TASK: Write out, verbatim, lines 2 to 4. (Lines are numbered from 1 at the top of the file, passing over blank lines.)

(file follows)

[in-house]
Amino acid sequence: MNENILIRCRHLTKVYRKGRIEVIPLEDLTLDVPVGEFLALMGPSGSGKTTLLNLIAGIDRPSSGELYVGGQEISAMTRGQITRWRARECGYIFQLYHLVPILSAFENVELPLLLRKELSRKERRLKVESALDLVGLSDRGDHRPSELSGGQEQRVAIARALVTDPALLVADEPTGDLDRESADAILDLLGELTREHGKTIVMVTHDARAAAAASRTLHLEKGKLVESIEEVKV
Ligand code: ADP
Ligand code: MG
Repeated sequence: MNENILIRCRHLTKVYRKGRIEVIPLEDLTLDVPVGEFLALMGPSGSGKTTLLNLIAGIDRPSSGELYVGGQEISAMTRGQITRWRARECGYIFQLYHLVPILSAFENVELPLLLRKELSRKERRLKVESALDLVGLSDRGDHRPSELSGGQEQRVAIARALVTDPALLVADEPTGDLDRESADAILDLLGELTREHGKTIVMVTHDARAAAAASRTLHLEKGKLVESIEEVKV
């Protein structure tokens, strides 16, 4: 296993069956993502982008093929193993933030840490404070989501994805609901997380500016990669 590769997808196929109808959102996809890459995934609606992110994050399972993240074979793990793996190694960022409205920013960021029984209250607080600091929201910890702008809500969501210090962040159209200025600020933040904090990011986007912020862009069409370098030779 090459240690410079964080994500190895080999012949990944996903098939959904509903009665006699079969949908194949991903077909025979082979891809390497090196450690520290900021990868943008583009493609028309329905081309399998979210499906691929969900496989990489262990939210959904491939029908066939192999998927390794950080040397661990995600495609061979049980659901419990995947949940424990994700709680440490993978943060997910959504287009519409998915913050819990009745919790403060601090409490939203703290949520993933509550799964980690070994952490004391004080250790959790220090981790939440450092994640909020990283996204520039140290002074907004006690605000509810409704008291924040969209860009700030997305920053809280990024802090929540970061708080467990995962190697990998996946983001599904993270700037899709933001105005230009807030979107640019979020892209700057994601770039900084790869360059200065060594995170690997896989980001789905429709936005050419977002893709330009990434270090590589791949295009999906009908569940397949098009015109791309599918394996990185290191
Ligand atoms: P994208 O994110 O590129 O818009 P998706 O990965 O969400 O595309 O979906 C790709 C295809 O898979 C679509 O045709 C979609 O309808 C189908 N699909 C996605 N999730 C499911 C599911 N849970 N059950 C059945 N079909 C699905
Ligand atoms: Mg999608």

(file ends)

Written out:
Amino acid sequence: MNENILIRCRHLTKVYRKGRIEVIPLEDLTLDVPVGEFLALMGPSGSGKTTLLNLIAGIDRPSSGELYVGGQEISAMTRGQITRWRARECGYIFQLYHLVPILSAFENVELPLLLRKELSRKERRLKVESALDLVGLSDRGDHRPSELSGGQEQRVAIARALVTDPALLVADEPTGDLDRESADAILDLLGELTREHGKTIVMVTHDARAAAAASRTLHLEKGKLVESIEEVKV
Ligand code: ADP
Ligand code: MG